It probably won’t happen with this election cycle, although there will be some changes. The next election—in Chicago, that’s only two years away—will produce more. Citizens are demanding term limits for officeholders, a voice in spending, a shift in our priorities, and massive change in public policies that produce no appreciable benefit for ordinary folks. They want an end to lying politicians who cook the books and draw the maps that keep them in power, all the while looking out for themselves first.

Change is coming. You can sense it. You can feel it. The next time you attend a meeting called by a local officeholder who replies in generalities to precisely-worded questions, look around at the faces of the audience. Where once there was resignation, there is now anger, and just beyond that, an awakening—and a convert—to the cause of citizen empowerment.

Change is scary, but it’s also exciting. We aren’t quite sure what’s coming, but we are certain that what we’ve had is no longer what we want. It will take time, but the costs of doing nothing are no longer acceptable. The people must seize this moment, not wait for the next one. Too much is at stake.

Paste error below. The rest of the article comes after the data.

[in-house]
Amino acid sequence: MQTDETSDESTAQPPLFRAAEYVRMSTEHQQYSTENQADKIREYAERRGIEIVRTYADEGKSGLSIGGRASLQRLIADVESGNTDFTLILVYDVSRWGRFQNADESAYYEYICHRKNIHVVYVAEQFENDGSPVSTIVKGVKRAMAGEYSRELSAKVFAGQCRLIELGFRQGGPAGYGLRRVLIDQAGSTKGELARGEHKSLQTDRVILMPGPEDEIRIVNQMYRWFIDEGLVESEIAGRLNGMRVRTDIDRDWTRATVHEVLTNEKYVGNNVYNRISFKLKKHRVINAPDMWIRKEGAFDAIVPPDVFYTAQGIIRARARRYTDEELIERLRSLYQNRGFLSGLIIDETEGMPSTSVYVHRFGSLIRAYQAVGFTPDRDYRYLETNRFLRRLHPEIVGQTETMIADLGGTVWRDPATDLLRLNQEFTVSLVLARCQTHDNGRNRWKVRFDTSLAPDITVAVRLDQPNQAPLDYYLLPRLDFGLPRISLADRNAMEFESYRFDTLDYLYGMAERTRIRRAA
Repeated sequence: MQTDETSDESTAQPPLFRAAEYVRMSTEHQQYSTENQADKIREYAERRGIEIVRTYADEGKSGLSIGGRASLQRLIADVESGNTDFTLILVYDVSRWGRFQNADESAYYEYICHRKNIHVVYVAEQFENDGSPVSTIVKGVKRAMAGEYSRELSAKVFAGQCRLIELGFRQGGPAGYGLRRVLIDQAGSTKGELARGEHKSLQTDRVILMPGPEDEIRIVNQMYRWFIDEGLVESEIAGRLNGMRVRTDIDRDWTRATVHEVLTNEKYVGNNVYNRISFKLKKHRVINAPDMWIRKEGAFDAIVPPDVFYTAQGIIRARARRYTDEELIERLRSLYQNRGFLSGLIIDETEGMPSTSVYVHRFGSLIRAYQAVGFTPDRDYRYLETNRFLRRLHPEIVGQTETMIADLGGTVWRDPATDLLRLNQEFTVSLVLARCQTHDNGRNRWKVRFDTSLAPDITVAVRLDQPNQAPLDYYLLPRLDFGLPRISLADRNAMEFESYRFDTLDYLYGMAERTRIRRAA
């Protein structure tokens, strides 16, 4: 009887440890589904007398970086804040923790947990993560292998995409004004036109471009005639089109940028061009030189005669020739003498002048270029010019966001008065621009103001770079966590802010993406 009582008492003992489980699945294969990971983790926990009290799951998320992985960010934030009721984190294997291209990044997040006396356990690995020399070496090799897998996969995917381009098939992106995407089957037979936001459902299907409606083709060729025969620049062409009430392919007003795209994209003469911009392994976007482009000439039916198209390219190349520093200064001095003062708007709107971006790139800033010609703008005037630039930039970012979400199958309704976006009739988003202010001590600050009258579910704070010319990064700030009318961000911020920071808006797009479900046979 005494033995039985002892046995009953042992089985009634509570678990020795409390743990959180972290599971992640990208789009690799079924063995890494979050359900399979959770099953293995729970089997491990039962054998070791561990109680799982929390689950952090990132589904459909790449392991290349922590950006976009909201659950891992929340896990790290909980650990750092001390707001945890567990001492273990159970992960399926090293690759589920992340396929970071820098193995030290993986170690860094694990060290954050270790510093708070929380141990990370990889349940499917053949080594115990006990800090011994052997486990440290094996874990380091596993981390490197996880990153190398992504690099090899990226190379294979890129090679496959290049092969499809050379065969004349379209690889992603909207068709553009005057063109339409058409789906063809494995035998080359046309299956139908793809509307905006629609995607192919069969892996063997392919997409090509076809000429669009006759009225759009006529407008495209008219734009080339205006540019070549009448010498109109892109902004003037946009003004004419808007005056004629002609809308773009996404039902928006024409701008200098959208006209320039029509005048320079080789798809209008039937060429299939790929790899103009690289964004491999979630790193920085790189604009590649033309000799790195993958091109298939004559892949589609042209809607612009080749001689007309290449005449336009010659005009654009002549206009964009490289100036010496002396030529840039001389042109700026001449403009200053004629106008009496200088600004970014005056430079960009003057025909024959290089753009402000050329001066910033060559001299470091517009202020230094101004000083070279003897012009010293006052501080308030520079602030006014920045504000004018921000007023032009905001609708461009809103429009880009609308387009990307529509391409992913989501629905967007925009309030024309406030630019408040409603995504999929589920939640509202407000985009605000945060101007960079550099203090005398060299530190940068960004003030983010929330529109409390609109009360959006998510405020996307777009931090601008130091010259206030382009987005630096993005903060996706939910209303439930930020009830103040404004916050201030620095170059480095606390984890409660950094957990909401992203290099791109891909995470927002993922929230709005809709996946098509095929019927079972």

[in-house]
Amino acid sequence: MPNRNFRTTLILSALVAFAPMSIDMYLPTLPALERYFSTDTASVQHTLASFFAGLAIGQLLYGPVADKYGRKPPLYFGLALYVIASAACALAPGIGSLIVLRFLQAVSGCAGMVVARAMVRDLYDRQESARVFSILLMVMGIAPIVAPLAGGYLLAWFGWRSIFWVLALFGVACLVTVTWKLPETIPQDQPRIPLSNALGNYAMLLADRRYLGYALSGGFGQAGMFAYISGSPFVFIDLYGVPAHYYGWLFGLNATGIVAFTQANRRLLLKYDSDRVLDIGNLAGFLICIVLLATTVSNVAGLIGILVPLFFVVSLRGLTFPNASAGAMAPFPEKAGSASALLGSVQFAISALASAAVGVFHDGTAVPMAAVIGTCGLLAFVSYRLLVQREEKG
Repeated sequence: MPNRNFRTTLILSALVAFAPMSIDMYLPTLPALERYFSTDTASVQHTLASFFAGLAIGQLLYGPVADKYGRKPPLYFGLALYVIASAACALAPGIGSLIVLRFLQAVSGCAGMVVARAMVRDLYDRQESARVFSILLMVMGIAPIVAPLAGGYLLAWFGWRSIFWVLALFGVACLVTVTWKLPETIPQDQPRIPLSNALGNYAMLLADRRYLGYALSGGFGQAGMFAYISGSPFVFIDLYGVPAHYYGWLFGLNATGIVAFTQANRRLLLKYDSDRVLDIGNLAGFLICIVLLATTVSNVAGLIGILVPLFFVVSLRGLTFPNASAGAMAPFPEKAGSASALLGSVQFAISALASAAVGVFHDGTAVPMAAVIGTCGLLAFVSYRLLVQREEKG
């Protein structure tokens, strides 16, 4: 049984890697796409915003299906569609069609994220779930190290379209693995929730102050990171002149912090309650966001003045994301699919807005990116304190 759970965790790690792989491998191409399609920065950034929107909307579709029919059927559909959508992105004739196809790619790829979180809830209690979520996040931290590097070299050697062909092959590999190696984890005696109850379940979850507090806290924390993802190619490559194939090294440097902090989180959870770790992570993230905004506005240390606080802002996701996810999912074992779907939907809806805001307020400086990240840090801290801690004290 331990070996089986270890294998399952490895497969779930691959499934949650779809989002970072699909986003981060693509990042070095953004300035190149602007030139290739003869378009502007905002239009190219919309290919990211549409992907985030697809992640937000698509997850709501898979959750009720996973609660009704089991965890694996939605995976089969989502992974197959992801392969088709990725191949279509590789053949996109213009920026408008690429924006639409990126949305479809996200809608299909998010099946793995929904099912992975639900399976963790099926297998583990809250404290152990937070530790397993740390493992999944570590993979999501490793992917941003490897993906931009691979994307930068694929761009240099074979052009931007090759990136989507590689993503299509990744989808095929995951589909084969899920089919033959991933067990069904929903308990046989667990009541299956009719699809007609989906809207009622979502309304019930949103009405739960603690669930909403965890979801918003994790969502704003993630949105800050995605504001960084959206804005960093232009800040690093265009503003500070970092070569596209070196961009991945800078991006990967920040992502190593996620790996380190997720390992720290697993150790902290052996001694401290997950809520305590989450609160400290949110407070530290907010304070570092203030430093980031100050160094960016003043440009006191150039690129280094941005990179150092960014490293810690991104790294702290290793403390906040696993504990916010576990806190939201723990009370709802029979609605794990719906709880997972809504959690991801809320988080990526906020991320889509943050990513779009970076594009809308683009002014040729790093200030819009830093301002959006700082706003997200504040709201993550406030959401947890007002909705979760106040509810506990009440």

It’s an extraordinary time to be a part of this great American experiment in self-government.

Edison Park Salutes Those in Uniform

What a great idea! The Edison Park Community Council, the Edison Park Chamber of Commerce, State Rep. Michael McAuliffe, and Ald. Anthony Napolitano have joined forces to sponsor a two-day salute to the men and women who protect and defend our neighborhoods and our country.